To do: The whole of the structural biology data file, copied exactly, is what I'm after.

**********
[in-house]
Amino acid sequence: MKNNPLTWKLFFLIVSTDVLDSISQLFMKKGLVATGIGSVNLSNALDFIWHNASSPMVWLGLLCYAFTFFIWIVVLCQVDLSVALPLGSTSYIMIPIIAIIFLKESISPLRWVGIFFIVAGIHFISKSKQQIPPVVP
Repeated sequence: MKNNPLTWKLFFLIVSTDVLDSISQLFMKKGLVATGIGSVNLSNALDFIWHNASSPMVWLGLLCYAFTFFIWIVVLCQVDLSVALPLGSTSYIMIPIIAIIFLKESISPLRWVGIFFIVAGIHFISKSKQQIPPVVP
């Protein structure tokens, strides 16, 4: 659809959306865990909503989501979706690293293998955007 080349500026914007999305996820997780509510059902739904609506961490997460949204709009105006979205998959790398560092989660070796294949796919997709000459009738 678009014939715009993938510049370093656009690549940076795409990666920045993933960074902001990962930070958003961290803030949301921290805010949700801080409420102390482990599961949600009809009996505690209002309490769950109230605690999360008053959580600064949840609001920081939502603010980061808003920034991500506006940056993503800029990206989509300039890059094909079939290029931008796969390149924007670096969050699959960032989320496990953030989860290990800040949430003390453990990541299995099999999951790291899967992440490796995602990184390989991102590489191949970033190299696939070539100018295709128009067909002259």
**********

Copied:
[in-house]
Amino acid sequence: MKNNPLTWKLFFLIVSTDVLDSISQLFMKKGLVATGIGSVNLSNALDFIWHNASSPMVWLGLLCYAFTFFIWIVVLCQVDLSVALPLGSTSYIMIPIIAIIFLKESISPLRWVGIFFIVAGIHFISKSKQQIPPVVP
Repeated sequence: MKNNPLTWKLFFLIVSTDVLDSISQLFMKKGLVATGIGSVNLSNALDFIWHNASSPMVWLGLLCYAFTFFIWIVVLCQVDLSVALPLGSTSYIMIPIIAIIFLKESISPLRWVGIFFIVAGIHFISKSKQQIPPVVP
């Protein structure tokens, strides 16, 4: 659809959306865990909503989501979706690293293998955007 080349500026914007999305996820997780509510059902739904609506961490997460949204709009105006979205998959790398560092989660070796294949796919997709000459009738 678009014939715009993938510049370093656009690549940076795409990666920045993933960074902001990962930070958003961290803030949301921290805010949700801080409420102390482990599961949600009809009996505690209002309490769950109230605690999360008053959580600064949840609001920081939502603010980061808003920034991500506006940056993503800029990206989509300039890059094909079939290029931008796969390149924007670096969050699959960032989320496990953030989860290990800040949430003390453990990541299995099999999951790291899967992440490796995602990184390989991102590489191949970033190299696939070539100018295709128009067909002259």